The Age of Enlightenment (or Age of Reason) flourished in Europe between about 1620 and 1781 (or 1685 and 1815 depending on your point of view), when intellectuals advocated ‘reason’ as a means of freeing humanity from superstition and religious authoritarianism and opening the way to an appreciation of an objective truth about the whole of reality.
A big ask, you might say, but nevertheless, we owe them a lot.
But then, of course, we muddied the waters by diverging into warring interpretations, vigorous backlashes and a deep-seated reluctance to give up our best-loved superstitions. And here we are, up to our eyeballs in what might be called The Age of Muck.
Not that I’m a red-hot advocate for reason above all else. A world without creativity and imagination would be fairly boring in my view. And I’ve never been too sure about the possibility of objective truth except in matters like did you clean your teeth this morning and is the earth flat. But these guys (and yes, they were all men: women weren’t capable of logical thought back then) did at least start people thinking instead of simply following along.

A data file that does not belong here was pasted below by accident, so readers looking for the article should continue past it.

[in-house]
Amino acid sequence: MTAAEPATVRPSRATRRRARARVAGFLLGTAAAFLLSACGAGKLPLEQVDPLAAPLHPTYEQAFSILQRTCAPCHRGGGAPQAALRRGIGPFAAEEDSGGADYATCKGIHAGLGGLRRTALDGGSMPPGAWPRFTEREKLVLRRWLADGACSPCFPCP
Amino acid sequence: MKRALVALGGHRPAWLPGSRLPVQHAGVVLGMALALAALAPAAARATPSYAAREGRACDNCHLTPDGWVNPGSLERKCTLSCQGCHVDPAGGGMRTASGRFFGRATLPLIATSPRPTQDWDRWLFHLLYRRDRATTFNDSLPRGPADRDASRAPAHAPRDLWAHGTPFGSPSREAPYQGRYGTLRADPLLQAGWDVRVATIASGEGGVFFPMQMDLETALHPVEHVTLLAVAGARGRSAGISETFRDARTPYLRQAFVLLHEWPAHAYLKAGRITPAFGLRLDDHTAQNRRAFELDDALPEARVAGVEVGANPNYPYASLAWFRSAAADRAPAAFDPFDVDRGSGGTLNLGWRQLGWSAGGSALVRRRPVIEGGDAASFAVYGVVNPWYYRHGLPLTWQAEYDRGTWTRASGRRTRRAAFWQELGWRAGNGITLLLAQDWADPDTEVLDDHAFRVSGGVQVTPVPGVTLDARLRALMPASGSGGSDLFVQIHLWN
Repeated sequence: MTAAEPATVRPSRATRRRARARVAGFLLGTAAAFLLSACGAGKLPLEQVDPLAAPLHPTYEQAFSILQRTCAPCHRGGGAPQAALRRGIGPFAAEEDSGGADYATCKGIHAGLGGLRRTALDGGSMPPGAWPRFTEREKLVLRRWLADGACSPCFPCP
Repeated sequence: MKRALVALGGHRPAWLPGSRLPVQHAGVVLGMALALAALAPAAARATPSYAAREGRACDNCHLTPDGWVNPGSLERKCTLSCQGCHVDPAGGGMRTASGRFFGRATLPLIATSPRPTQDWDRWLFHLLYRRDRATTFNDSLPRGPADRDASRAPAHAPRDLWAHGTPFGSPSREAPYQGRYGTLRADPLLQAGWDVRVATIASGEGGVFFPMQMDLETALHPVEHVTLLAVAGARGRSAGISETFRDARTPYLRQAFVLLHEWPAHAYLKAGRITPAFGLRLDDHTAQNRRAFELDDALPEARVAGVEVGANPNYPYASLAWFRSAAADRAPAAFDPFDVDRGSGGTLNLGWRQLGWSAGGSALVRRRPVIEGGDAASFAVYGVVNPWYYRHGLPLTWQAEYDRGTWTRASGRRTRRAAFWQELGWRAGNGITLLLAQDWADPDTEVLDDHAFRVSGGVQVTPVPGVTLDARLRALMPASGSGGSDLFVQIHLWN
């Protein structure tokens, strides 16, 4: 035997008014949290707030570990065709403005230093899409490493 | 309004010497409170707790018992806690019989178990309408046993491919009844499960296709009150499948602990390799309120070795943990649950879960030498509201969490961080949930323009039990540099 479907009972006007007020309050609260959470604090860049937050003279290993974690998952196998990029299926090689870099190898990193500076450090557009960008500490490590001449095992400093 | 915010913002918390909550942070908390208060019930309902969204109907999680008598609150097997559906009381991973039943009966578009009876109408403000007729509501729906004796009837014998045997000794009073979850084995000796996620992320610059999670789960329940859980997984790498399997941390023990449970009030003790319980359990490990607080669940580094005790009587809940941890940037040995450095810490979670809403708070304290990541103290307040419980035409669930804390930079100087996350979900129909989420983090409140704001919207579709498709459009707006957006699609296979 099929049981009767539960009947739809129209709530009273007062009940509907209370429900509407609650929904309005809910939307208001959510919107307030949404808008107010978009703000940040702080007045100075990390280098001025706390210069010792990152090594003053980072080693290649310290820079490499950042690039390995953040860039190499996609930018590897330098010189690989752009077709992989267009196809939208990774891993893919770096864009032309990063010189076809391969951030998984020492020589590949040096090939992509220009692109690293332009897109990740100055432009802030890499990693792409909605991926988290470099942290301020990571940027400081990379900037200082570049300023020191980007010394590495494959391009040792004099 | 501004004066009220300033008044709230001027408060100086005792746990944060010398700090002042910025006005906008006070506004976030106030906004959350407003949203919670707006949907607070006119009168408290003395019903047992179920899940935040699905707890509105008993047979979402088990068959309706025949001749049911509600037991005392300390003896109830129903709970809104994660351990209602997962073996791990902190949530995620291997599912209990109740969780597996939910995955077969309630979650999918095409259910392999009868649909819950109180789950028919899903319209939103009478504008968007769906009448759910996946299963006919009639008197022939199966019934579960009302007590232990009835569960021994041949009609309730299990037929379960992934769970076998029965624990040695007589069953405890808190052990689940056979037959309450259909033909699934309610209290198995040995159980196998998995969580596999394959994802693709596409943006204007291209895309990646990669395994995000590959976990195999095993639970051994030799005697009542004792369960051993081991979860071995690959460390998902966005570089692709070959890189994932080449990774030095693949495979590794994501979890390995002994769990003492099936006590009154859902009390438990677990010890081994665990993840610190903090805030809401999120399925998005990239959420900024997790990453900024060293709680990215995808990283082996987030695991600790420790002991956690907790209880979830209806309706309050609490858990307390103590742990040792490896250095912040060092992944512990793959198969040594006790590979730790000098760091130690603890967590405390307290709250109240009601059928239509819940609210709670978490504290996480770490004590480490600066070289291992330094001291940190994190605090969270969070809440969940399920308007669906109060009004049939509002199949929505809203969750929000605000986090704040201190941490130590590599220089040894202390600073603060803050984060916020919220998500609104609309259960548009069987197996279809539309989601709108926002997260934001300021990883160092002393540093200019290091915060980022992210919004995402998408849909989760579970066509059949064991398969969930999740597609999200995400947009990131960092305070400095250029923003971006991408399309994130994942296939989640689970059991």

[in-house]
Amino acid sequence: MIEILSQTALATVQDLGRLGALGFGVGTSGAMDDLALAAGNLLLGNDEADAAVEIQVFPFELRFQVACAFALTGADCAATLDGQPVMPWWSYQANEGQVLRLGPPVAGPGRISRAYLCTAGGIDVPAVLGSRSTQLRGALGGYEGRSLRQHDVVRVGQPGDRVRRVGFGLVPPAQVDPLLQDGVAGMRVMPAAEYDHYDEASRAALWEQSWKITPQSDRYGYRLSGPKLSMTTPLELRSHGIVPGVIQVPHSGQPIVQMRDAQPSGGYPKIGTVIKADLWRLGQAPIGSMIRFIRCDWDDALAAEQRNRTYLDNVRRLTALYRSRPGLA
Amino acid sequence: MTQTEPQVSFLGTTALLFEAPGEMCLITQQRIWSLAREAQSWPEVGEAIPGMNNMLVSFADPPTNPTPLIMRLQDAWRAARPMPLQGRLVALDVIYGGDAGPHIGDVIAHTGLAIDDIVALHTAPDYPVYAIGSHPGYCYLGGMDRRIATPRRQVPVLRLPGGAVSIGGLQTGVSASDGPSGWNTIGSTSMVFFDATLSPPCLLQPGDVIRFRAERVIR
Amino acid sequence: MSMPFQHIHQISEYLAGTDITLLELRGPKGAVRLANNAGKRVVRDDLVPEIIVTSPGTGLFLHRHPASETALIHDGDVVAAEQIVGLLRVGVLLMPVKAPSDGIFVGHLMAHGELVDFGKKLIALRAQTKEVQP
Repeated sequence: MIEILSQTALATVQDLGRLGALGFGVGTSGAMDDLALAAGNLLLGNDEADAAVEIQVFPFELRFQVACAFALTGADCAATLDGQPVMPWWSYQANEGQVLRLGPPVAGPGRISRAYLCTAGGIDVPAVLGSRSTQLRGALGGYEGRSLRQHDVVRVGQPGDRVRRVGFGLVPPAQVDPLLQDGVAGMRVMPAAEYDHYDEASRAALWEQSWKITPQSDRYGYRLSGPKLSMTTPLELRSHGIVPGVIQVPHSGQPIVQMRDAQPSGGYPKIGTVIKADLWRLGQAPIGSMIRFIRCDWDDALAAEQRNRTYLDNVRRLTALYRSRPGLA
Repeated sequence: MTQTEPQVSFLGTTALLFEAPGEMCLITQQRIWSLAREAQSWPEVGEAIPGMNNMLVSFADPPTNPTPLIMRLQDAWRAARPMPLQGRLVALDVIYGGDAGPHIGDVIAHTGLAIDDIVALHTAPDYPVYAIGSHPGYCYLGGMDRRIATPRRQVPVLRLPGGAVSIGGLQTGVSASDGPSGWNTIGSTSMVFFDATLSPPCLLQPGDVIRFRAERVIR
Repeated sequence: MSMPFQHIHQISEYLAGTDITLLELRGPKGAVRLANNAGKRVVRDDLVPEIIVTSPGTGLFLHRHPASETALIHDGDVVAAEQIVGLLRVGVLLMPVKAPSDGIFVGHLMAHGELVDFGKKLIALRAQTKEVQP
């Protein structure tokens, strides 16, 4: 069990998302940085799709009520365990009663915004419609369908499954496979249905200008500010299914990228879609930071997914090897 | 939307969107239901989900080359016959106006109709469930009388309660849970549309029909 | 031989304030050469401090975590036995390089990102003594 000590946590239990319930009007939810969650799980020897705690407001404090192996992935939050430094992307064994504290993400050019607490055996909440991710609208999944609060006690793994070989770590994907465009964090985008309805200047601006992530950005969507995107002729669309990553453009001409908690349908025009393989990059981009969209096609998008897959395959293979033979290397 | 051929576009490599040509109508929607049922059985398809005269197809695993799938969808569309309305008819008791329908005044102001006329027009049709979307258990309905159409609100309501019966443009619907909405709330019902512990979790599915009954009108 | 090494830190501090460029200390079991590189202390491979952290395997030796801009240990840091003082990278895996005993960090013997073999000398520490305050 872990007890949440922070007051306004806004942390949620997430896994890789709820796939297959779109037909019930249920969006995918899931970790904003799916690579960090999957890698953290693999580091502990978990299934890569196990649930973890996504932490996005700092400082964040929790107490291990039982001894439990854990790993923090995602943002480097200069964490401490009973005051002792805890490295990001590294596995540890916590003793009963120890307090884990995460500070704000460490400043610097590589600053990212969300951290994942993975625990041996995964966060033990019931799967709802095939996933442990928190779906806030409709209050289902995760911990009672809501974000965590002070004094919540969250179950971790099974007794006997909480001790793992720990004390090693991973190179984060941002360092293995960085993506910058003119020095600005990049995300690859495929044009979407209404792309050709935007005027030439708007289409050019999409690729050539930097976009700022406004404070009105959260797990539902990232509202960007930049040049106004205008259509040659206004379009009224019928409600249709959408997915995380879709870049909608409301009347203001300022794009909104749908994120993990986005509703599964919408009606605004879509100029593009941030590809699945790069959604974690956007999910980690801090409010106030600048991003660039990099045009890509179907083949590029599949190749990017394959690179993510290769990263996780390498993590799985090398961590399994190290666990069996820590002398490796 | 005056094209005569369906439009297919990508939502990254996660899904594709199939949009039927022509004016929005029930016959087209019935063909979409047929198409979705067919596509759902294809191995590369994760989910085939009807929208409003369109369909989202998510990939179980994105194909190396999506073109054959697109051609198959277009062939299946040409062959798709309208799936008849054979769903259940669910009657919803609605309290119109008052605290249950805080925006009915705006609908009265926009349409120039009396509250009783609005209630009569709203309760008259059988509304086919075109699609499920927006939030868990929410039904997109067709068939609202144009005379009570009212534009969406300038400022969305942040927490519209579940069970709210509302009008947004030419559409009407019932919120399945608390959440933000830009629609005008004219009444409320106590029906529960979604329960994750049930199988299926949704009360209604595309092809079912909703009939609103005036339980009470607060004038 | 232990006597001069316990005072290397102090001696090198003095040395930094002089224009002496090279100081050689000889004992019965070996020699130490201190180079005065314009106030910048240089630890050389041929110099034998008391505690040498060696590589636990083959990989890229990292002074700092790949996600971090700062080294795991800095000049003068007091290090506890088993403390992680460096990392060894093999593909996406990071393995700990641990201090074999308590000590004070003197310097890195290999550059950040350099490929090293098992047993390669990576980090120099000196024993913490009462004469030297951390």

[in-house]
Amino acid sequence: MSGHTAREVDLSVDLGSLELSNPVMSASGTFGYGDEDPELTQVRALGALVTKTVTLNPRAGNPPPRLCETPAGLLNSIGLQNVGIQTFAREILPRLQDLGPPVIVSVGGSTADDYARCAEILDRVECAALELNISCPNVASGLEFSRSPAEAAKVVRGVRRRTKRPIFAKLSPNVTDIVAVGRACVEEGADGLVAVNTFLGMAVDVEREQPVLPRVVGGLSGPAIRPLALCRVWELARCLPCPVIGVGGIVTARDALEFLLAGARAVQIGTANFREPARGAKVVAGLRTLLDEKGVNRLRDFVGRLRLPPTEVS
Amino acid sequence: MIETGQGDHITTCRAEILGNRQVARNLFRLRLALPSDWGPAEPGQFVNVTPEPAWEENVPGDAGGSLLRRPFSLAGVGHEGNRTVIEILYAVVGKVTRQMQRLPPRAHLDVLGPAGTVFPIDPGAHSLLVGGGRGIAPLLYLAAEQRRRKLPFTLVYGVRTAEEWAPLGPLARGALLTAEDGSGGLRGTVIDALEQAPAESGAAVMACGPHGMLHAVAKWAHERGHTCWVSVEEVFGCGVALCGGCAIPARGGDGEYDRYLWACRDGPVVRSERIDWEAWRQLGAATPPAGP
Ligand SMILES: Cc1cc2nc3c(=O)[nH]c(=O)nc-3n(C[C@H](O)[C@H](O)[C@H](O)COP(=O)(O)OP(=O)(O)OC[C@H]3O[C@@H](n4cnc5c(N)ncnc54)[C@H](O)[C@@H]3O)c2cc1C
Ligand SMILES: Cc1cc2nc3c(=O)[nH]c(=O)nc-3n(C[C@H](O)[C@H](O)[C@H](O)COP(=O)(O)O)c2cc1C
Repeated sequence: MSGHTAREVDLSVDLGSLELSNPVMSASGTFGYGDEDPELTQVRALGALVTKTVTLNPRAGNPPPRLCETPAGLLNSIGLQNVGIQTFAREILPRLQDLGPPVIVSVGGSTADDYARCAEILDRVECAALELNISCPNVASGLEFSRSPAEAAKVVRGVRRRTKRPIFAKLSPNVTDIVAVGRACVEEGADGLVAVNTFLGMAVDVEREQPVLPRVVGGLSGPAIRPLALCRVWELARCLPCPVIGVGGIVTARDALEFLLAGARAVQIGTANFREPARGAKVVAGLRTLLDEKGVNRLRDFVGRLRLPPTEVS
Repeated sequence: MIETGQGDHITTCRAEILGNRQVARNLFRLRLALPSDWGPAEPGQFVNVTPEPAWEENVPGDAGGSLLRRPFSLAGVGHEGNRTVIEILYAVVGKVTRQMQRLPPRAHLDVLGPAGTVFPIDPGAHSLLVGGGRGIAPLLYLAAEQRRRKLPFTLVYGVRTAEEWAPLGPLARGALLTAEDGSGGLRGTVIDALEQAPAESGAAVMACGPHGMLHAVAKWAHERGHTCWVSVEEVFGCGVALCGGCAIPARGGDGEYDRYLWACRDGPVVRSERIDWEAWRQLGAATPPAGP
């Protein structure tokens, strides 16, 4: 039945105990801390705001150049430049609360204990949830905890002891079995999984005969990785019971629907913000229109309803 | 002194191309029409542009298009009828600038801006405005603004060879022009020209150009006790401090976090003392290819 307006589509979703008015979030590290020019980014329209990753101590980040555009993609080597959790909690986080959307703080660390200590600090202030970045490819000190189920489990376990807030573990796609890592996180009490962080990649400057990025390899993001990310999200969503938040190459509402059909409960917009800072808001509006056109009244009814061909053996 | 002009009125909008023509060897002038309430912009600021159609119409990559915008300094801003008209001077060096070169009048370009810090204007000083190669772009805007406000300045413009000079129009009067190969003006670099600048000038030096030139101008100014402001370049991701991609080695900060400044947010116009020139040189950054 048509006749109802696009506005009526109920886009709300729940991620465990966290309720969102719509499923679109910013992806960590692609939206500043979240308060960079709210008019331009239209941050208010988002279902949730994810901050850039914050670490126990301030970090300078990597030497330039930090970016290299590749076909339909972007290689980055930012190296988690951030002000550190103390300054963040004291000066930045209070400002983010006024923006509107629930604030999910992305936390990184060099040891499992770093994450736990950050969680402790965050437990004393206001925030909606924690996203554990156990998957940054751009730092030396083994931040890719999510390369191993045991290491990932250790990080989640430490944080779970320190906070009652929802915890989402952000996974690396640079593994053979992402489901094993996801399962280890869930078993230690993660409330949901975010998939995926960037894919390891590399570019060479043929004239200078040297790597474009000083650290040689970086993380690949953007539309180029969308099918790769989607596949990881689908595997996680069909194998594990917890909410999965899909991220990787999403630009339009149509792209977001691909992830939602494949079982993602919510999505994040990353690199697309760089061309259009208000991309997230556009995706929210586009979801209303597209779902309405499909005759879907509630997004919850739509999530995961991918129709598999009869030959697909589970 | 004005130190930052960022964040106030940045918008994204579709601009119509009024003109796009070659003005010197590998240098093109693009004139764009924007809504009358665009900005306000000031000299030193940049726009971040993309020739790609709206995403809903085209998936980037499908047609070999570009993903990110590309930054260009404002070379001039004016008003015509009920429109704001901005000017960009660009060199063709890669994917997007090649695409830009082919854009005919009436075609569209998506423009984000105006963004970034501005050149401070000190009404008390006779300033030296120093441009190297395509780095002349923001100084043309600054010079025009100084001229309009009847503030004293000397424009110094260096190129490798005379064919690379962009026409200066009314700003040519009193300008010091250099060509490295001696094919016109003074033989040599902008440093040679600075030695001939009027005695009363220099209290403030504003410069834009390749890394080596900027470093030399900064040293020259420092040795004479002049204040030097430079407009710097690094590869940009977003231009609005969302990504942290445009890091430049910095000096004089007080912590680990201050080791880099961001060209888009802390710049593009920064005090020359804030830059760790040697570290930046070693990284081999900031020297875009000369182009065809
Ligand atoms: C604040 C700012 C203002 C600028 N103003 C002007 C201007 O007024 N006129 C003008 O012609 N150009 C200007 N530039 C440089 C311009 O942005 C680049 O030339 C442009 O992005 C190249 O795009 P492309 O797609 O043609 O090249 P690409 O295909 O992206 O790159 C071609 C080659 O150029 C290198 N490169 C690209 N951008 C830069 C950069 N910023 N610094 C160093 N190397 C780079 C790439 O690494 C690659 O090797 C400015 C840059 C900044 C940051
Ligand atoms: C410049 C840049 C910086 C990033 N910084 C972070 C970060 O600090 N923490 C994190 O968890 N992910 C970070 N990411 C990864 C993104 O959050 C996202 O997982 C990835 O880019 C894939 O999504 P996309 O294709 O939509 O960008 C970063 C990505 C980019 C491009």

But perhaps the problem is that we like being sheep. Like the sense of belonging. Feel reassured by numbers.
Even if sheep do get eaten.